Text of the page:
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The modern concept of ending a marriage out of the mutual wishes of both husband and wife was unheard of in China until 1922, when the first Western-style divorce occurred between a woman named Chang Yu-i and the famous poet Hsu Chih-mo. Before that, when a marriage ended, the husband always left the wife for one or more reasons, called the Qi Chu (七出), the “Seven Outs”:

  1. She disobeyed his parents
  2. She could not bear him sons
  3. She committed adultery
  4. She acted jealous and was unwilling to take in a concubine
  5. She were repulsively sick
  6. She talked too much
  7. She committed theft

The wife became so disgraced afterwards that her only options were prostitution, nunnery, or suicide. The first Western divorce caused by lack of love was so scandalous that it remained a popular topic of gossip for years. Chang Yu-i never discussed the matter with her parents, and they never directly acknowledged it. Even to their deaths, they retained this shame-induced silence.

Until the past few years, failure of marriage was still regarded with shame in China; increasing Westernization of the country has alleviated traditional expectations for marriage, and the divorce rate now stands at about 21% (still less than half of what it is in the U.S.). Divorce and separation continue, however, to go unacknowledged by people with more traditional values – people such as my family.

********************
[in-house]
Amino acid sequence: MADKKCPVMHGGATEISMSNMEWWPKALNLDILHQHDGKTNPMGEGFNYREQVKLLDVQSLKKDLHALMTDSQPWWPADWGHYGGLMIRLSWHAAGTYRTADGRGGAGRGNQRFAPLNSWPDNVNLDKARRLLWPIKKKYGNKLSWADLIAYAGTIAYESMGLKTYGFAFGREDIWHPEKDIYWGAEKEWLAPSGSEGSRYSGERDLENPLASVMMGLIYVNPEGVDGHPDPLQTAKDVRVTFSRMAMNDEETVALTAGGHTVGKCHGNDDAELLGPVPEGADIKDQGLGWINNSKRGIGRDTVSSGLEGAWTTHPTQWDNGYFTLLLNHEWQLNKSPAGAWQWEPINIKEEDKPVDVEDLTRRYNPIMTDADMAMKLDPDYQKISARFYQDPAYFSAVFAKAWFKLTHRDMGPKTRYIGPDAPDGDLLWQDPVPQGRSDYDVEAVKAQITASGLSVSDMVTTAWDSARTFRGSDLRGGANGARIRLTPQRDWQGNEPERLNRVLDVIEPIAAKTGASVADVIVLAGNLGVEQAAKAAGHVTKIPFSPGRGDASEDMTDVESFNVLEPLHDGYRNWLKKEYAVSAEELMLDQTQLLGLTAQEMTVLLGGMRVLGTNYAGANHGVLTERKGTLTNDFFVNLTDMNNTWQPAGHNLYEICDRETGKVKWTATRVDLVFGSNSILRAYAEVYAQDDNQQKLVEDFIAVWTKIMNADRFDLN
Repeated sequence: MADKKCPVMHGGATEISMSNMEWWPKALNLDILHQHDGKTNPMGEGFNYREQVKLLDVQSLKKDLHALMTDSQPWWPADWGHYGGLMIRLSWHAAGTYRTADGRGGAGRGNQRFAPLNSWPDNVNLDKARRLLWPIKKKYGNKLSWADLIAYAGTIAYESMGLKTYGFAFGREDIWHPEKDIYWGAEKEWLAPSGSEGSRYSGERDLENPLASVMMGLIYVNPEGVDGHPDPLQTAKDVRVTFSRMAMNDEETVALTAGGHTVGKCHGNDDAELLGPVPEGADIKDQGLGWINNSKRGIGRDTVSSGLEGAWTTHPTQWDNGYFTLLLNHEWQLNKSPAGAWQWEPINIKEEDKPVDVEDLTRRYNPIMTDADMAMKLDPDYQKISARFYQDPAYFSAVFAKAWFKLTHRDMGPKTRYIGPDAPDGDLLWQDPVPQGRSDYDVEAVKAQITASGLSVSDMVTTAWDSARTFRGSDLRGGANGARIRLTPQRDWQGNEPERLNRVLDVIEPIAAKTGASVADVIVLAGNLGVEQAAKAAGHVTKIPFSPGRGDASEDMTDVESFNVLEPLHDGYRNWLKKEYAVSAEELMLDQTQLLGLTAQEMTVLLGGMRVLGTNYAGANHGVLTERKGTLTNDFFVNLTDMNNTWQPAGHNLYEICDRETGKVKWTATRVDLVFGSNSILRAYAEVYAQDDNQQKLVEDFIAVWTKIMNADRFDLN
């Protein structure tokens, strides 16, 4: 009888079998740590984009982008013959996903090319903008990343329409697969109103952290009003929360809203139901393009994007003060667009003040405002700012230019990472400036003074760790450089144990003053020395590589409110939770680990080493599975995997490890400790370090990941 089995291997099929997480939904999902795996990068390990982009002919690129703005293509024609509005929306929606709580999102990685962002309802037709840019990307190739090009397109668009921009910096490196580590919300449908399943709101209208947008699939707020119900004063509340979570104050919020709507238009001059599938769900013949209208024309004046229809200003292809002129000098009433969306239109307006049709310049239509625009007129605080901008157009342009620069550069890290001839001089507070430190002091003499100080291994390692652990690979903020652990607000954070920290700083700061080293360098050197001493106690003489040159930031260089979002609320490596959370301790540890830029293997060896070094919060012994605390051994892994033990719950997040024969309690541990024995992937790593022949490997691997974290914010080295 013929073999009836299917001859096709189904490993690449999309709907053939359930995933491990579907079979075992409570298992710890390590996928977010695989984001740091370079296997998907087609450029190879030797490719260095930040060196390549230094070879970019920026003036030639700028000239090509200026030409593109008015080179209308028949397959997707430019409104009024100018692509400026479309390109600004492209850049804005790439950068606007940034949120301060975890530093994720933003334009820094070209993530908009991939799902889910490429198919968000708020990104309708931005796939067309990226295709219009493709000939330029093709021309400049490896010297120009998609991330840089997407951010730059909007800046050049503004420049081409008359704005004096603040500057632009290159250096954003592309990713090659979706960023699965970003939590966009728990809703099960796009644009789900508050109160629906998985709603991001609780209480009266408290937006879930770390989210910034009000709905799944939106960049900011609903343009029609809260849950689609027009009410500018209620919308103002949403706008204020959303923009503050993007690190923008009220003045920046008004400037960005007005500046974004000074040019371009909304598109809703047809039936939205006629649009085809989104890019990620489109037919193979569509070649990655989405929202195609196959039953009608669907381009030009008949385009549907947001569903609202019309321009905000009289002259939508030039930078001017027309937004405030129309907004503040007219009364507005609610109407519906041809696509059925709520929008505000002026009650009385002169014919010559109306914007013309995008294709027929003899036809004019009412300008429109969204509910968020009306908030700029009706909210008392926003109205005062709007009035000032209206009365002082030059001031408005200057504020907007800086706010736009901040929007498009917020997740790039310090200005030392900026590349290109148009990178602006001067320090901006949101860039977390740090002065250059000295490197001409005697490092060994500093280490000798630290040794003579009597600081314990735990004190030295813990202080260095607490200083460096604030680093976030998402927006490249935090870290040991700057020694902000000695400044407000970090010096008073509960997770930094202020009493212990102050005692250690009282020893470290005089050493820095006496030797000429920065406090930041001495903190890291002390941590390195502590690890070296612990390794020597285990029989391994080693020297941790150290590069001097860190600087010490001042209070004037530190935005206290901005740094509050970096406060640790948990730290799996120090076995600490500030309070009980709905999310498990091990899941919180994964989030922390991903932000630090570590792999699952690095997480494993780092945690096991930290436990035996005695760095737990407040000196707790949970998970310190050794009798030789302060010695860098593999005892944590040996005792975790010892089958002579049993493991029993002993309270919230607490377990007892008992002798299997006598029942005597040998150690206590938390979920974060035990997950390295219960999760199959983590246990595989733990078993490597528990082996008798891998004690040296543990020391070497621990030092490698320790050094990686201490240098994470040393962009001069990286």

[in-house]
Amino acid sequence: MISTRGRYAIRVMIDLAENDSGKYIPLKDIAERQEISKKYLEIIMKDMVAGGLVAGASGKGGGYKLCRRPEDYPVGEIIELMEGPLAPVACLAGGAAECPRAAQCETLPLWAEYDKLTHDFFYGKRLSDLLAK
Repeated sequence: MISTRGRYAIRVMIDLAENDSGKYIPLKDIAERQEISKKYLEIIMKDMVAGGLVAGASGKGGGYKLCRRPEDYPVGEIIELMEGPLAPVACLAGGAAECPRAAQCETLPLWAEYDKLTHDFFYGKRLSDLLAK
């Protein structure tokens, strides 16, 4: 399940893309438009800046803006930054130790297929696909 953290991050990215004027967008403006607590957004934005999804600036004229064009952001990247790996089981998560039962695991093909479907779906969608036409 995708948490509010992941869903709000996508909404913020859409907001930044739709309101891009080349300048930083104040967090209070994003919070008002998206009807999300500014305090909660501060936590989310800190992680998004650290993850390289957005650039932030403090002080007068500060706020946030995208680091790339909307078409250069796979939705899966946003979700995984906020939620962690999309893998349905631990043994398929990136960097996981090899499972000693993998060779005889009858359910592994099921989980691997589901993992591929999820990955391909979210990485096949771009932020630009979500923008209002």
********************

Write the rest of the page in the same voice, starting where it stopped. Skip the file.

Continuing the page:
My parents have been separated now for about eight years, but we have never discussed this with each other, much less our extended family. My grandparents don’t even know – they just assume my parents are still living under the same roof. I wrote the following piece in an effort to understand what my family refuses to discuss, and deal with the ever increasing disconnect from my father that resulted from the separation.


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“This is natural enough, as the picture lives only through the man who is looking at it.” This is a quote from Pablo Picasso who created a revolution to the world. He may be inspirational but more importantly he is my mentor. When I was raised in S. Korea, many people criticized Picasso for his overrated artist who created works of art which anyone possibly could create. It was hard to believe Picasso’s essence of art because people rather visualize his work than picturing the idea behind it. By profoundly studying his experiences, paintings, and philosophy, he allowed me to open my visionary mind of art which helped me to escape from my restricted cultural background.